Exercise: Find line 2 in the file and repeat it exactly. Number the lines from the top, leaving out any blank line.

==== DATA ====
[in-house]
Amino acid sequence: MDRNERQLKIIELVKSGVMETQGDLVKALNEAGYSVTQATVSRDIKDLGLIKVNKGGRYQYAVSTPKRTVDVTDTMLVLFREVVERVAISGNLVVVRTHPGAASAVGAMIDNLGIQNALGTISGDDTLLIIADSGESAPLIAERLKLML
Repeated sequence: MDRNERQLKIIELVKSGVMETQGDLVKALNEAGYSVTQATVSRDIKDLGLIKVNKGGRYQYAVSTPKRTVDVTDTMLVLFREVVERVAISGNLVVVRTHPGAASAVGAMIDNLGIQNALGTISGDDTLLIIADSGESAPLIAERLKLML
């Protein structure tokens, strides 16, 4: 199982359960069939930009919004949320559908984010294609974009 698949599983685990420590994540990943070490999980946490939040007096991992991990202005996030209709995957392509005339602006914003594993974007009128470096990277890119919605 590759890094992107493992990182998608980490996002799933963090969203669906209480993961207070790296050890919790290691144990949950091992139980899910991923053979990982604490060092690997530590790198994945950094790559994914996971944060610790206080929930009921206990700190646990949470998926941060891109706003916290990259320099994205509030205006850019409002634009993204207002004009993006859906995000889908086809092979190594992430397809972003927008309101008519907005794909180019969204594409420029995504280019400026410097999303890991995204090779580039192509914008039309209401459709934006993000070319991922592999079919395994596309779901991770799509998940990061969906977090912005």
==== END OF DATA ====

Amino acid sequence: MDRNERQLKIIELVKSGVMETQGDLVKALNEAGYSVTQATVSRDIKDLGLIKVNKGGRYQYAVSTPKRTVDVTDTMLVLFREVVERVAISGNLVVVRTHPGAASAVGAMIDNLGIQNALGTISGDDTLLIIADSGESAPLIAERLKLML